Magazines: AARP targets Latinos

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While magazines are folding in the general market, new efforts are targeting neglected U.S. Hispanic consumers.

AARP is trying to raise its profile with a Spanish-language version of its Modern Maturity magazine called Segunda Juventud, or Second Youth. And Time Inc.'s People en Espanol, the largest-circulation Spanish-language magazine in the U.S., will publish a bilingual special issue in August targeting Hispanic women who prefer to read in English.

The AARP publication is a 16-page quarterly that looks more like a newsletter than a magazine. The debut issue in January, distributed in a soft launch in Miami, had two small ads from insurance companies and several house ads promoting membership in AARP for $12.50 a year, which includes a Segunda Juventud subscription. Launch events are planned for New York and Los Angeles this month.

different cultures, same concerns

Nancy Franklin, AARP's director-membership development and value management, said Segunda Juventud's initial print run of 200,000 will double this year and frequency will increase to every other month. A Spanish-language Web site will be added in the second quarter.

Older Hispanics share the same concerns as non-Hispanic AARP members-health, financial security, retirement and physical fitness-but only about half of bilingual Hispanics and virtually none of those who are Spanish-dominant are aware of AARP, Ms. Franklin said. Just 500,000 of the 21.6 million households that are AARP members are Hispanic. "Our goal is to double that in the next four years," she said.

To boost awareness of AARP and its Spanish-language initiatives, the group's first TV campaign is running on Spanish-language networks with the tagline, "The second youth is better than the first." In spots by HeadQuarters Advertising, San Francisco, older people are shown enjoying life as a woman reads a lyrical poem about how she would approach her life differently.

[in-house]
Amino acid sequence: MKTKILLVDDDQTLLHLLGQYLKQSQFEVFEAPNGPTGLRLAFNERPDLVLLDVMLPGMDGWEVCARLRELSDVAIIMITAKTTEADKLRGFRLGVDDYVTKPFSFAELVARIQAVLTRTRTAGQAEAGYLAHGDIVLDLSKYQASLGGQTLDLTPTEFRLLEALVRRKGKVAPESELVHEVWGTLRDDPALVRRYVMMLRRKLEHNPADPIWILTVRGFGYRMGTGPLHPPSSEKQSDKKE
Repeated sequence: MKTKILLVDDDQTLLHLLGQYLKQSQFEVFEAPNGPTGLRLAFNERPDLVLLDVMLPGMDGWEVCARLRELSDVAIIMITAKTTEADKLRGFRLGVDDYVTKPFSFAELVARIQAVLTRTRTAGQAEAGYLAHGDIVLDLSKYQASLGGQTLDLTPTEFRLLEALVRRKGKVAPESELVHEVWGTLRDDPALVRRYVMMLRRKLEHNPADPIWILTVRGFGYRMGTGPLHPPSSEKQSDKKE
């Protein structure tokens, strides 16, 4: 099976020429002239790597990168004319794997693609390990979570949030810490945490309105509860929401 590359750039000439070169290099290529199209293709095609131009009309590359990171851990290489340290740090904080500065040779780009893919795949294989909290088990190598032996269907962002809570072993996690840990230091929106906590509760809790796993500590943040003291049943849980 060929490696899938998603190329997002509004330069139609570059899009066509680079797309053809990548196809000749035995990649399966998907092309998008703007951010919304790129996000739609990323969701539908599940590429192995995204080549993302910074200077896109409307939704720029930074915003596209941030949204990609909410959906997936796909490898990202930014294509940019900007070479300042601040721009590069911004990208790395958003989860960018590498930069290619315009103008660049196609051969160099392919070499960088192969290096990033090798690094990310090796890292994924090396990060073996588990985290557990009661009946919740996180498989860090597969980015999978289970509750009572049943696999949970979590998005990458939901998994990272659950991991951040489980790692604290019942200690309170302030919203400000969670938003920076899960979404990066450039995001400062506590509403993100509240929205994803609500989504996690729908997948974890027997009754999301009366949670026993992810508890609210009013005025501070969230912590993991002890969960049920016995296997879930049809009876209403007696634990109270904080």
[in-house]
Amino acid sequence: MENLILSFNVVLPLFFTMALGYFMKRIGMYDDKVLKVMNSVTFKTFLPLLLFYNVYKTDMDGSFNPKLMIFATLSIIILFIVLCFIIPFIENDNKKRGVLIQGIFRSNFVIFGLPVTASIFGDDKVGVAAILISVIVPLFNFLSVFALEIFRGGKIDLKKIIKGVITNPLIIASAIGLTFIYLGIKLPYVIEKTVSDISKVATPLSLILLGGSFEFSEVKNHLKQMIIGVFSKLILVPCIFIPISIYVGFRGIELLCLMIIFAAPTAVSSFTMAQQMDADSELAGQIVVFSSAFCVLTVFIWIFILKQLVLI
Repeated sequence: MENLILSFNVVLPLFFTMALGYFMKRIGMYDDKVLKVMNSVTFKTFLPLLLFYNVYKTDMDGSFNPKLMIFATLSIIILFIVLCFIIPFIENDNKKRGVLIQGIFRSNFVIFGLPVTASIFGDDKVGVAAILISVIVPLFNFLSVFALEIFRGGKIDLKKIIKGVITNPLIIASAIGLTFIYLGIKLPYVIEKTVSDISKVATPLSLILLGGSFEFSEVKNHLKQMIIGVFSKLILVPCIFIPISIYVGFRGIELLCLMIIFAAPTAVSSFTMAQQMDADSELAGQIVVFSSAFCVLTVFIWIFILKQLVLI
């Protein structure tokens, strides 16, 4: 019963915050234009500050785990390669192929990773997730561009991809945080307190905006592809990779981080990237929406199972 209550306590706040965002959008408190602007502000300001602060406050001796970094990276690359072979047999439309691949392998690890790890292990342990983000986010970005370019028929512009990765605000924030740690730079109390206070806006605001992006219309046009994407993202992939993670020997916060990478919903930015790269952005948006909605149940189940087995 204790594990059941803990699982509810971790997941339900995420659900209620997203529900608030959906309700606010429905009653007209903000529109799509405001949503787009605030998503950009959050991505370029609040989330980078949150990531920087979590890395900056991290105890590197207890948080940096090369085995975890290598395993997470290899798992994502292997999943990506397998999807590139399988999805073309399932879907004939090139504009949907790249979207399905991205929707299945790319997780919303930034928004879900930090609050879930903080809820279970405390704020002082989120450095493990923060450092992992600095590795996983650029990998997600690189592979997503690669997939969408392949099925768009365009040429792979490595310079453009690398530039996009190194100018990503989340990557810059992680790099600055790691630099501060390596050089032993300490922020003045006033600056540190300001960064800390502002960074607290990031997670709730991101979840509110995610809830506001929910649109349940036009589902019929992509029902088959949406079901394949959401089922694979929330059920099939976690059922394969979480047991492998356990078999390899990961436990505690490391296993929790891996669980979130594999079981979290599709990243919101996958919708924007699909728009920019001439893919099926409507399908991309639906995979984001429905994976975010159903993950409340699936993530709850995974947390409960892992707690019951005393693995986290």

People en Espanol already sells 400,000 copies a month to bilingual or Spanish-dominant Hispanics. The bilingual special issue, called "Makeover: Body and Soul" to appeal to the magazine's biggest ad category, beauty products, targets all Latin women. Lisa Quiroz, publisher of People en Espanol, said the issue will be similar to the special editions Time Inc. sibling InStyle devotes to topics like weddings, makeovers and the home.

"One of the real challenges for advertisers has been how to reach the entire range of the Hispanic market," Ms. Quiroz said. "There is a pretty big group of Hispanic women on the Time Inc. database who we know read English-language magazines [like InStyle, Real Simple, Parenting, Time]."

More than two million of the database's 62 million names are Hispanic, she said. In addition to People en Espanol's regular subscribers, the "Makeover" issue will go to a random sample of 100,000 Latina women from the database.

The ad rate for the bilingual issue, which Ms. Quiroz said she hopes will grow to four special editions a year, will be $43,750 a page, $5,000 higher than the Spanish-language edition. She is aiming for 50 ad pages. L'Oreal is already signed up.

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